Maertens retired at the age of 35 in 1987 after deciding during a training ride that he no longer wanted to train in the wind and rain of Flanders.[24] He worked as a salesman after retiring, including in Belgium and Luxembourg for Assos, a Swiss clothing company. He left Assos, he said, when supplies became erratic. He kept a distance from the sport.[25] His weight rose to 100 kg. In 2000 he began to work in the Belgian National Cycling Museum ('Nationaal Wielermuseum') in his hometown Roeselare. Many visitors of the museum liked the presence of a real world champion during their visit. In 2008 he moved to the Centrum Ronde van Vlaanderen (Tour of Flanders Center) in Oudenaarde. In 2017, after health problems, he retired. He works when possible as a volunteer or special guest in both museums. The museum in Roeselare is now renamed to 'KOERS. Museum of Cycle Racing'. The bicycle shop "Maertens Sport" in Evergem on the outskirts of Ghent is owned by Freddy's brother Mario.

Career achievements



1st Road race, National Amateur Road Championships
2nd Road race, UCI Road World Amateur Championships
1st GP Roeselare
1st Omloop Het Volk U23 (nl)
1st Omloop van de Westhoek
2nd Ronde Van Vlaanderen Beloften
4th Circuit des Frontières
5th Flèche Ardennaise


1st Overall Four Days of Dunkirk
1st Stage 5b (ITT)
1st Scheldeprijs
1st Bruxelles–Meulebeke
1st Leeuwse Pijl
1st Omloop van de Westkust
1st Tour du Condroz
1st GP Roeselare
2nd Road race, UCI Road World Championships
2nd Tour of Flanders
2nd Kuurne–Brussels–Kuurne
2nd Elfstedenronde
2nd Tour of the Flemish Ardennes
2nd Omloop van de Westkust
3rd Dwars door België
3rd Rund um den Henninger Turm
3rd Omloop van de Grensstreek
3rd Omloop van Oost-Vlaanderen
3rd Liedekerkse Pijl (fr)
4th E3 Prijs Vlaanderen
4th Boucles de l'Aulne
5th Paris–Roubaix
5th Gent–Wevelgem
8th Road race, National Road Championships
8th Amstel Gold Race
9th Grand Prix de Wallonie
1st Overall Vuelta a Andalucía
1st Prologue a & b, Stages 1, 2, 4, 5 & 6
1st Overall Tour de Luxembourg
1st Stages 1 & 2
1st Tour of Leuven
1st Kampioenschap van Vlaanderen
1st Omloop van Midden-Vlaanderen
1st Nokere Koerse
1st Elfstedenronde
Tour of Belgium
1st Points Classification
1st Stages 2, 3 & 4
1st Bruxelles–Meulebeke
1st Izegem Koers (nl)
2nd E3 Prijs Vlaanderen
2nd Grand Prix de Wallonie
2nd Critérium des As
3rd Overall Four Days of Dunkirk
1st Stage 3b (ITT)
3rd Brabantse Pijl
3rd Omloop van Oost-Vlaanderen
4th Overall Grand Prix du Midi Libre
4th Amstel Gold Race
4th Coppa Ugo Agostoni
4th Rund um den Henninger Turm
5th Paris–Tours
5th Overall GP du Midi Libre
5th Boucles de l'Aulne
5th GP Roeselare
6th Overall Tirreno–Adriatico
6th Gent–Wevelgem
6th La Flèche Wallonne
6th Kuurne–Brussels–Kuurne
6th GP Union Dortmund
7th Paris–Roubaix
8th Omloop Het Volk
9th Milan–San Remo
9th Liège–Bastogne–Liège
9th Gran Piemonte
1st Overall Vuelta a Andalucía
1st Stages 1a, 1b, 5, 6 & 7b
1st Overall Tour of Belgium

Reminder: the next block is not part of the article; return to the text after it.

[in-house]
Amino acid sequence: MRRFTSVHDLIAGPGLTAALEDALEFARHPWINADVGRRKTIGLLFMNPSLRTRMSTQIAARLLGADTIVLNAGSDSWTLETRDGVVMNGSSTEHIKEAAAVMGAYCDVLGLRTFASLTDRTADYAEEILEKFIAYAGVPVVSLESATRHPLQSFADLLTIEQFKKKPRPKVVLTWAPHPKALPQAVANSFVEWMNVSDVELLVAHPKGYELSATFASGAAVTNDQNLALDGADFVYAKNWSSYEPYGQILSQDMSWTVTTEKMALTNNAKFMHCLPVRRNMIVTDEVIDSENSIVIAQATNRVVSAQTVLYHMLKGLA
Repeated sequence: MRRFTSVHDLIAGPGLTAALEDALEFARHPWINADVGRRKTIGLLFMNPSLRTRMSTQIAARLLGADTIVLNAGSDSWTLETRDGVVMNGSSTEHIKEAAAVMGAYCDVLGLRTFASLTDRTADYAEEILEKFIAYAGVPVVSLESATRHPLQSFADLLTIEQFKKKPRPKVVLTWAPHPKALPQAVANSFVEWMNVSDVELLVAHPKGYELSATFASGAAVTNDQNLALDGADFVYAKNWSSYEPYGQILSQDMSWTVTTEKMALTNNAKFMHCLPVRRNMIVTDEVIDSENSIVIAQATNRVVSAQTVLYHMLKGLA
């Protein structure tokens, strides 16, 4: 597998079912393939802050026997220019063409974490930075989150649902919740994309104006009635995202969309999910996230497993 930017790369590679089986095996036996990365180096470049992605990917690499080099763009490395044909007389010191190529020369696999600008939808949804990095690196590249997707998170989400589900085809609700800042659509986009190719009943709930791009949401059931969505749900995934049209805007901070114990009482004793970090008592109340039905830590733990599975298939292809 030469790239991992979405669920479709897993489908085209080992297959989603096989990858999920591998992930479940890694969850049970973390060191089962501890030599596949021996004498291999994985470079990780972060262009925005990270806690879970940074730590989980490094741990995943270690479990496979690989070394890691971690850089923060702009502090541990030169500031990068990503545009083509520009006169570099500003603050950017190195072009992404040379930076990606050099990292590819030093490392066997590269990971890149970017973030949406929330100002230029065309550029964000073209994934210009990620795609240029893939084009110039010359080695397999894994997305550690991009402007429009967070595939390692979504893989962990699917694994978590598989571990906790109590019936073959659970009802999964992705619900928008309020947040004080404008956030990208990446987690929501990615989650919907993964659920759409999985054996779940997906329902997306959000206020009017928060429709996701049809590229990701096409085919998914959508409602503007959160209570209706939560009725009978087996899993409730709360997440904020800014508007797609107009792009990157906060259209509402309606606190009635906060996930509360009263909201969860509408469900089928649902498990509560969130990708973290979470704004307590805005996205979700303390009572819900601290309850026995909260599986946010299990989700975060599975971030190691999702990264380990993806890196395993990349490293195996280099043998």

1st Points classification
1st Stages 1a (ITT), 1b & 2
1st Overall Four Days of Dunkirk
1st Stage 3b (ITT)
1st Gent–Wevelgem
1st Paris–Tours
1st Paris–Brussels
1st Tour of Leuven
Critérium du Dauphiné Libéré
1st Points classification
1st Prologue, Stages 1, 2a, 2b, 3, 4 & 7b (ITT)
1st Bruxelles–Meulebeke
1st GP Roeselare
2nd Amstel Gold Race
2nd E3 Prijs Vlaanderen
2nd Coppa Ugo Agostoni
2nd Trofeo Baracchi (with Michel Pollentier)
2nd Hyon-Mons
3rd Scheldeprijs
3rd Kuurne–Brussels–Kuurne
3rd Gran Premio di Lugano
3rd Critérium des As
4th La Flèche Wallonne
4th Milano–Torino
4th Kampioenschap van Vlaanderen
4th Rund um den Henninger Turm
5th Giro di Lombardia
5th Overall Paris–Nice
1st Points classification
1st Stage 2
6th Paris–Roubaix
8th Tour of Flanders
9th Milan–San Remo
1st Road race, UCI Road World Championships
1st Road race, National Road Championships
1st Overall Four Days of Dunkirk
1st Stage 2b (ITT)
1st Super Prestige Pernod International
1st Gent–Wevelgem
1st Amstel Gold Race
1st Rund um den Henninger Turm
1st Züri-Metzgete
1st Grand Prix des Nations
1st Brabantse Pijl
1st Kampioenschap van Vlaanderen
1st Trofeo Baracchi (with Michel Pollentier)
1st Critérium des As
1st Stage 1b Escalada a Montjuïc
1st Stage 2 & 3 Tour of Corsica
1st Liedekerkse Pijl (fr)
1st Heusden Koers
2nd Liège–Bastogne–Liège
2nd Grand Prix de Wallonie
2nd Tour de Wallonie
2nd Omloop van de Grensstreek
2nd G.P Betekom
3rd Overall Tour of Belgium
1st Stage 1a (ITT)
3rd La Flèche Wallonne
4th Overall Paris–Nice
1st Points classification
1st Prologue, Stages 2, 3, 4, 6a & 6b
4th Paris–Brussels
4th Tour du Condroz
5th Tour of Flanders
5th GP Roeselare
6th Grand Prix of Aargau Canton
7th Overall Tour de Suisse
1st Points classification
1st Combination classification
1st Prologue & Stage 1
8th Overall Tour de France
1st Points classification
1st Prologue, Stages 1, 3 (ITT), 7, 18a, 18b, 21 & 22a (ITT)
Held after Prologue & Stages 1–8
8th Overall Ronde van Nederland
1st Points classification
1st Stages 5a & 5b (ITT)
1st Overall Vuelta a España
1st Points classification
1st Sprints classification
1st Prologue, Stages 1, 2, 5, 6, 7, 8, 9, 11a (ITT), 11b, 13, 16 & 19
1st Overall Paris–Nice
1st Points classification
1st Prologue, Stages 1a, 1b, 2 & 7b (ITT)
1st Overall Volta a Catalunya
1st Points classification
1st Prologue, Stages 1, 3b, 4b & 7a (ITT)
1st Overall Setmana Catalana de Ciclisme
1st Stages 1b, 4, 5a & 5b (ITT)
1st Overall Giro di Sardegna
1st Stage 1
1st Omloop Het Volk
1st Trofeo Laigueglia
Giro d'Italia
1st Prologue, Stages 1, 4, 6a, 6b, 7 & 8a
Held after Prologue & Stages 1–4
Held after Prologue & Stages 1–8b
1st Stage 1 Tour de Suisse
1st Stage 3 Ronde van Nederland
1st Delta Profronde
1st G.P Malderen
1st Super Prestige Pernod International
2nd Tour of Flanders
2nd Trofeo Baracchi (with Joop Zoetemelk)
2nd Giro del Mendrisiotto
3rd Paris–Roubaix
5th Milan–San Remo
5th Liège–Bastogne–Liège
5th Amstel Gold Race
8th Overall Escalada a Montjuïc
8th Paris–Brussels
8th Grand Prix de Wallonie
9th Overall Tour of Belgium